DOJ Rethinks Corporate Cooperation, Urges Timely, Full Data on Exec Crimes

Stay current on changes and developments in corporate law with a wide variety of resources and tools.

By Yin Wilczek

Jan. 20 — The Justice Department is reshaping the “conversation about corporate cooperation” and scrutinizing companies that “purport to cooperate” but fail to timely provide facts and evidence about executives who may be engaged in criminal conduct, a senior official said Jan. 20.

Voluntary self-disclosure of wrongdoing and the identification of culpable executives do not constitute “true cooperation,” said Deputy Assistant Attorney General Sung-Hee Suh, from the DOJ's Criminal Division. That term requires companies to locate and provide timely and full information about the crimes committed by their executives, she said.

In other comments, Suh said the department's priorities include combatting corruption, cyber crime and financial fraud. She spoke at the Practising Law Institute's “Securities Regulation in Europe” conference in London.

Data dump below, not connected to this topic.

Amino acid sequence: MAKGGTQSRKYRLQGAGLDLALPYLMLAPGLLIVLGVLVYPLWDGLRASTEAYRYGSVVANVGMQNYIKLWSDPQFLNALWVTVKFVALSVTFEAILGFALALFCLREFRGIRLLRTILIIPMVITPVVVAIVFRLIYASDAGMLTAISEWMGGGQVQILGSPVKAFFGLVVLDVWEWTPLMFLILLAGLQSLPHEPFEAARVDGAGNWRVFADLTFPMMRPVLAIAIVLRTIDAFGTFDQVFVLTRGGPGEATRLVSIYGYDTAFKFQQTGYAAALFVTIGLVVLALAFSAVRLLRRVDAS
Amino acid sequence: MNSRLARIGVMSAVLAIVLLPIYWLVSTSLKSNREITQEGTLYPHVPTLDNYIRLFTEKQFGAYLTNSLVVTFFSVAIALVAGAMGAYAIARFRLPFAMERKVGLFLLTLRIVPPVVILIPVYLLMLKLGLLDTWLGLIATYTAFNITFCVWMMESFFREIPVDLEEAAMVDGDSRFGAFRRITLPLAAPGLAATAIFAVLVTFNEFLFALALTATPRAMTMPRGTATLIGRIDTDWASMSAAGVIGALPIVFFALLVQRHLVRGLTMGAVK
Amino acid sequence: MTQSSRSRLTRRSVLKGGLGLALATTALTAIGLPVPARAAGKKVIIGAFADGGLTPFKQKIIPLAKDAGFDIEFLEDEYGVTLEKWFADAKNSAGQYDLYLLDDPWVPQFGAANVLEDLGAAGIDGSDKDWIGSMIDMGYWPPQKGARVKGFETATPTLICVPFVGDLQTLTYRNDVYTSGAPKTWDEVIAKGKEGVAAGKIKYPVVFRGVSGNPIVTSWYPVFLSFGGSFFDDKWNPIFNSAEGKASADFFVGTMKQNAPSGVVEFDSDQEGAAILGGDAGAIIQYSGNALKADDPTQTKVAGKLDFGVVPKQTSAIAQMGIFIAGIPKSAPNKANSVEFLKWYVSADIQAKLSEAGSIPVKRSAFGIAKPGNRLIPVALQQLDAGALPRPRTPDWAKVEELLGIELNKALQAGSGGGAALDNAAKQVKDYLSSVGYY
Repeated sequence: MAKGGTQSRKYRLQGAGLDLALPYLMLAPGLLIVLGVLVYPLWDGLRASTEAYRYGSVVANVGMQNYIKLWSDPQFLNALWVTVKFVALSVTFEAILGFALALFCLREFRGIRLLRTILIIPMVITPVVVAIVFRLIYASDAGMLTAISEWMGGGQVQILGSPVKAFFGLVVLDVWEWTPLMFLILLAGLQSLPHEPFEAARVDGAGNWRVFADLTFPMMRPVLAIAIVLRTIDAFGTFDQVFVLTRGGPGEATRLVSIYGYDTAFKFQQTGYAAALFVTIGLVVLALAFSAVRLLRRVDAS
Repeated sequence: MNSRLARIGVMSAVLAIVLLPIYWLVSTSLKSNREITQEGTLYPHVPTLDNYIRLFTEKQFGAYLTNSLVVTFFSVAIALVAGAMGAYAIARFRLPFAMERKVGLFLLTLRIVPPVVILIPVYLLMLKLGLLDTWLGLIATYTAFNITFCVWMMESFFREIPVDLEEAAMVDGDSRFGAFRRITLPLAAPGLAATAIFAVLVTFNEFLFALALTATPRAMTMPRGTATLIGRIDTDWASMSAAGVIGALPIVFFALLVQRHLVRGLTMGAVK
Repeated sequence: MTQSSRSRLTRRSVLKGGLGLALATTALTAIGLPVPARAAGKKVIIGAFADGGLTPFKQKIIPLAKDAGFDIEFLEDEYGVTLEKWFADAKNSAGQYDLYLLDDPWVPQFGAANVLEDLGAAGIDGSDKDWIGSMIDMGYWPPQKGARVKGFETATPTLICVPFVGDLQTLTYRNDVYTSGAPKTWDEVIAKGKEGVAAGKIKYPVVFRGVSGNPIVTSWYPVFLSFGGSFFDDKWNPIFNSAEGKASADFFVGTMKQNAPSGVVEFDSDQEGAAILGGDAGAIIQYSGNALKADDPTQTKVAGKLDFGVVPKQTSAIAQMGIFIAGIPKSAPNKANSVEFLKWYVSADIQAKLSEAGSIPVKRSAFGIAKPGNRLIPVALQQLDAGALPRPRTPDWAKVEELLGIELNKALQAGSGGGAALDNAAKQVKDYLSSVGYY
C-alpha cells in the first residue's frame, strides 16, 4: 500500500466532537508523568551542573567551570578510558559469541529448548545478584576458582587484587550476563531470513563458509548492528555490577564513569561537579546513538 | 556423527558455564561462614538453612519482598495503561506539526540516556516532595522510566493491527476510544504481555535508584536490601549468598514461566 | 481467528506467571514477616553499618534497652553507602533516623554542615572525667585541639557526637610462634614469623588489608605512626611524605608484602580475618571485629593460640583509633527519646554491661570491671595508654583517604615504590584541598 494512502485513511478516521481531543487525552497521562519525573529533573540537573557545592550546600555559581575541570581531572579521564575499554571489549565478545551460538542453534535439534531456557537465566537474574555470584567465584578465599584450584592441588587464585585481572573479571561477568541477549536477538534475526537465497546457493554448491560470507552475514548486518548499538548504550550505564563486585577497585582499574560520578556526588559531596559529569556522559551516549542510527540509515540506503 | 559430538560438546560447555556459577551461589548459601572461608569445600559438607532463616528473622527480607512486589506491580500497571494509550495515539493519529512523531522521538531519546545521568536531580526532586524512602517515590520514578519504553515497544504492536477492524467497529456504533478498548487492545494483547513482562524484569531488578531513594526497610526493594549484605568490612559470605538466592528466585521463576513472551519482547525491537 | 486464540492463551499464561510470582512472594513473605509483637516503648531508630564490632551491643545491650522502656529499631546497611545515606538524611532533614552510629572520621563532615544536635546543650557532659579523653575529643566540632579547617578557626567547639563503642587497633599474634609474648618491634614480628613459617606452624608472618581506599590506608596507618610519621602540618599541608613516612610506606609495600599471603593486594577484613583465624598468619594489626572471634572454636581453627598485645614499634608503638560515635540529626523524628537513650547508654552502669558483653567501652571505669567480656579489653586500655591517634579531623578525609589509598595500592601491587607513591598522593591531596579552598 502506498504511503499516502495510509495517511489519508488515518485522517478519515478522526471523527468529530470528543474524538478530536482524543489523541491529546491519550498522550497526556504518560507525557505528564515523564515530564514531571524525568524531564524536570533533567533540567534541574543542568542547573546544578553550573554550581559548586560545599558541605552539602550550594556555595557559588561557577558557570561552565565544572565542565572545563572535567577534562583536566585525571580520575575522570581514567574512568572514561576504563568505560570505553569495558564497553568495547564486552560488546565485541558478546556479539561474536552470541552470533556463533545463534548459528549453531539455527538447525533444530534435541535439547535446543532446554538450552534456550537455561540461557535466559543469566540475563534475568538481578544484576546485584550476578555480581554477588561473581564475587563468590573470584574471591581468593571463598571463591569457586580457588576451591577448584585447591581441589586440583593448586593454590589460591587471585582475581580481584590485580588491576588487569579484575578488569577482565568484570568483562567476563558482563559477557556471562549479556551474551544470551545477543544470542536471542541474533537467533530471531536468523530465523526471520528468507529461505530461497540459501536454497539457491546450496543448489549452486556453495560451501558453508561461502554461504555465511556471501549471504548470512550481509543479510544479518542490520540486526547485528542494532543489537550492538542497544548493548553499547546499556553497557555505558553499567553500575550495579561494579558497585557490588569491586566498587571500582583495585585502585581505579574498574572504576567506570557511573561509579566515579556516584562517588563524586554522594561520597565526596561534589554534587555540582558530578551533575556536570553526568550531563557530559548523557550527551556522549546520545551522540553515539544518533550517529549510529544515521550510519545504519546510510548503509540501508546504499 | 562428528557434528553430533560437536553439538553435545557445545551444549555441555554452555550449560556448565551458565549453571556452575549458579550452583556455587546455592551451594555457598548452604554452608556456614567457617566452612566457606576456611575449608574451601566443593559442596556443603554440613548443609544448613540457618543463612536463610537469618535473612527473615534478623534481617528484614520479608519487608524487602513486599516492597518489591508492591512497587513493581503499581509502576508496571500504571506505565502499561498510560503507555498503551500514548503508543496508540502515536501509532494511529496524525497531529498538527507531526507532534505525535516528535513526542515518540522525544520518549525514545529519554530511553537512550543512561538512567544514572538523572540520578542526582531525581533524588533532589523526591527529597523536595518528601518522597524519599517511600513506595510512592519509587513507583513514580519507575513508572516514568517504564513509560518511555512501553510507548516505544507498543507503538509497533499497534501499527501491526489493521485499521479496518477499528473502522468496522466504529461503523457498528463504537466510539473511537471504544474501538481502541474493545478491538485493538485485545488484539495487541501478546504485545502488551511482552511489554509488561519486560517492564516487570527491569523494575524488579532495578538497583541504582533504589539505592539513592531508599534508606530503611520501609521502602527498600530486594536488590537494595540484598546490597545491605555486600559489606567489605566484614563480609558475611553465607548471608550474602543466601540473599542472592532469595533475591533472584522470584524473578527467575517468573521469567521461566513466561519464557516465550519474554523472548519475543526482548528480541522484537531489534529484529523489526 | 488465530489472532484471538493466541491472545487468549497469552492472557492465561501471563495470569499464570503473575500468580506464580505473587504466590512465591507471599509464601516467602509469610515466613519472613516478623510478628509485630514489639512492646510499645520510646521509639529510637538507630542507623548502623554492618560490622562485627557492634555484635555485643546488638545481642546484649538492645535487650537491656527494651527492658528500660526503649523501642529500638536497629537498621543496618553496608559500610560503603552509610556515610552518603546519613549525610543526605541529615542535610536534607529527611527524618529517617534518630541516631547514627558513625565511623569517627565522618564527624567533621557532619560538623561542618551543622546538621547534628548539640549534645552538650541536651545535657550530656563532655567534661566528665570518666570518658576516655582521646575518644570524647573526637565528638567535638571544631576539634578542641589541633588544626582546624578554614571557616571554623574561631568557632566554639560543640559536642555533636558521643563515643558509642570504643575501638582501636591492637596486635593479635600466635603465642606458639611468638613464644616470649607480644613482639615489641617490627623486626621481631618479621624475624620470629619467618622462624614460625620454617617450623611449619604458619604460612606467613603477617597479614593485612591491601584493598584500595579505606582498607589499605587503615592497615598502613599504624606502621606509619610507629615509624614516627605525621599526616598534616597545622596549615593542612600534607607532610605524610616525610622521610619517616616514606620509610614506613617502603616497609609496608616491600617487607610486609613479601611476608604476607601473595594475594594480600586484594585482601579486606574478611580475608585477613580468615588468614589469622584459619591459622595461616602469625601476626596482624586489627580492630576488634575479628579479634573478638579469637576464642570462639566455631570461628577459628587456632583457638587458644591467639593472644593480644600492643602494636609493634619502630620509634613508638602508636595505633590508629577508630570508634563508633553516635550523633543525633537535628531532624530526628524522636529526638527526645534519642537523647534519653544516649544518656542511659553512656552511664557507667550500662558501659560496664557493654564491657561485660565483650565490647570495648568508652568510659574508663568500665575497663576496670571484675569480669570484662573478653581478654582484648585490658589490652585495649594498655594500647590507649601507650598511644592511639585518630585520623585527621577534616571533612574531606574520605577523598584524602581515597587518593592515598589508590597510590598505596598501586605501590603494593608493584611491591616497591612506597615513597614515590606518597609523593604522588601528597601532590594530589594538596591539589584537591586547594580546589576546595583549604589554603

Oft-Repeated Message 

Senior DOJ officials repeatedly have urged companies to cooperate with the department's investigations, saying that they will see real and tangible benefits in terms of lower fines or fewer charges if they do so. 

However, attorneys told Bloomberg BNA that in the Foreign Corrupt Practices Act context, the increasing complexity of globalization may be discouraging some companies from voluntarily coming forward.

In her speech, Suh provided several examples in which companies were credited for aiding the DOJ. For example, she contrasted the FCPA actions against Alstom SA and PetroTiger Ltd. Alstom, which declined to cooperate with the DOJ “from the outset,” agreed in December to pay a record $772 million to the DOJ. However, no charges were filed against PetroTiger, which voluntarily self-reported its FCPA misconduct and cooperated in the DOJ's investigation, Suh said.

Suh also warned that the DOJ is not relying “exclusively” on corporate cooperation to make the case against individual wrongdoers. Among other measures, the DOJ is collaborating more with its foreign counterparts and using more sophisticated tools in a “variety of areas,” she said.

Just as it is coordinating its investigations with foreign authorities, the DOJ also is “willing to coordinate” its resolutions, “including accounting for the corporate monetary penalties paid in other jurisdictions when appropriate,” she added.

To contact the reporter on this story: Yin Wilczek in Washington at

To contact the editor responsible for this story: Ryan Tuck at

Text of the speech is available at


Request Corporate on Bloomberg Law